The Apocalypse Came Last Week

And nobody noticed.

In OS X Lion, Apple introduced Gatekeeper, which prevented unsigned code from running on a Mac without explicit user approval. During the period between announcement and release, the typical barrage of thought-pieces and angry Tweets were published — most tended towards a cautious optimism that Apple had left users and developers enough headroom. Users could bypass all of the protections with a single click, while Developers could still choose to distribute software, signed or not, through whatever channel they chose.

A section of the 'Security & Privacy' settings on macOS Sierra

Last week, Apple quietly tightened up the default security settings. Previously, anybody could set their Mac to allow any software to run, regardless of how 'trusted' it was by Gatekeeper. With macOS Sierra's release later this year, the option to allow all software will disappear. The previously-worrisome 'locking down' of the Mac arrived — but in the years since 2012, Gatekeeper  has fallen out of view. The increasing availability of Developer ID signing certificates has made the gatekeepgate (catchy, I know) a moot point.

The Important Thing About the Model 3

Last night Tesla (finally) unveiled the Model 3. Many immediately went to work dissecting the minutiae — the small design decisions Tesla made to build a car at such an attractive price. Things like "where are the gauges?" (they're on the ginormous, landscape, touchscreen). Others oohed and ahed over the multi-billion dollar factory that Tesla is building to make the battery packs. But it's not the design nor the admittedly impressive supply chain which is really transformative.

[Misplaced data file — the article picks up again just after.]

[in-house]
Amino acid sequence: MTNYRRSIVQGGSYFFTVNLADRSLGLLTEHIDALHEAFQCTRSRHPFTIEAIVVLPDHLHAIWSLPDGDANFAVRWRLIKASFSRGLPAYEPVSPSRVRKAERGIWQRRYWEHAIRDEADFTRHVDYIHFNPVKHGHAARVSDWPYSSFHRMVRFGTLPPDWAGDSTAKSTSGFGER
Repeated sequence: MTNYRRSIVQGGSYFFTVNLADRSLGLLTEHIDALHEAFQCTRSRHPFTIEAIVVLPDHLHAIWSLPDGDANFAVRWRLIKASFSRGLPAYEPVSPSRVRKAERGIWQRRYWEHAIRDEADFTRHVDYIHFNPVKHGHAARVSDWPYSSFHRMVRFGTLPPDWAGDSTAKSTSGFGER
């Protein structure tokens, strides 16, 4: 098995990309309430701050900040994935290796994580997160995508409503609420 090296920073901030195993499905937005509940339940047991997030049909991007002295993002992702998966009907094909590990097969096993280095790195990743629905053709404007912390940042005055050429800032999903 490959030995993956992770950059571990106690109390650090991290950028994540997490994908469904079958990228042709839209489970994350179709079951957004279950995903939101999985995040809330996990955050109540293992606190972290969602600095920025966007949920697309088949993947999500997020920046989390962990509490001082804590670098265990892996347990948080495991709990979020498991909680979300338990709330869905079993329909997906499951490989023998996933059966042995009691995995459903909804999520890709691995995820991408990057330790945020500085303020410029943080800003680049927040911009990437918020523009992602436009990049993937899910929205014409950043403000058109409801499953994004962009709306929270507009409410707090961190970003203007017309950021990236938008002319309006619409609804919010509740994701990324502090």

Tesla hinted at this on stage when they talked about their previous vehicles, and others nibbled at the edges on Twitter: the Model 3 will make electric cars acceptable. Not mainstream — the existing Teslas, VWs, BMWs, and Leafs have already done so (at least in the dense urban and suburban markets)  — but accepted normal purchases. Thus far, the electric vehicle market has been aimed at two groups. The everyday electric cars, like the Prius before them, are targeted at people who want to make a statemen about their environmental friendliness. The Leaf, so far the largest selling full-electric, is weird and wacky looking even though it didn't really have to be. It shares its structure with much more conventional Nissan compact cars; cars that have more interior room and more familiar controls. Let's face it, people who buy these cars are sacrificing range, speed, comfort, roominess, style, and cost over comparable gasoline vehicles. Nobody buys one just as a car.

The other end of the electric market is also for those who want to make a statement. The Model S has rapidly become the car for the nouveau riche, the car to say 'I've arrived.' There's not necessarily anything wrong with this — but it means people will perceive the car in a different way. Even if you can afford one, you wouldn't park a Mercedes in front of a nonprofit organization. 

The Model 3, by contrast, doesn't look like an alien spaceship. It doesn't have gigantic "electric" stickers down the side. It's not priced in a way that makes it only affordable for the top 10% of the automotive market. It's shockingly normal — design elements cribbed from the Germans, manufactured in an old GM plant, and priced at exactly the median new-car price. The most revolutionary thing about the Model 3 might be that it's just a car. 

Gigantic Update

It seems that the return to a slightly irreverent tone in Apple's advertising (see Gigantic and Powerful) has continued. The latest ad, Stickers, features the return of the rainbow Apple logo for the first time in over fifteen years. It flickers in. The ad isn't perfect, it's even a little bit messy. But that's what the company feels like. A bit messy. A bit nostalgic.

People seem to insist that this is a 'new Apple' - but it's really just the internal culture of Apple showing up a bit.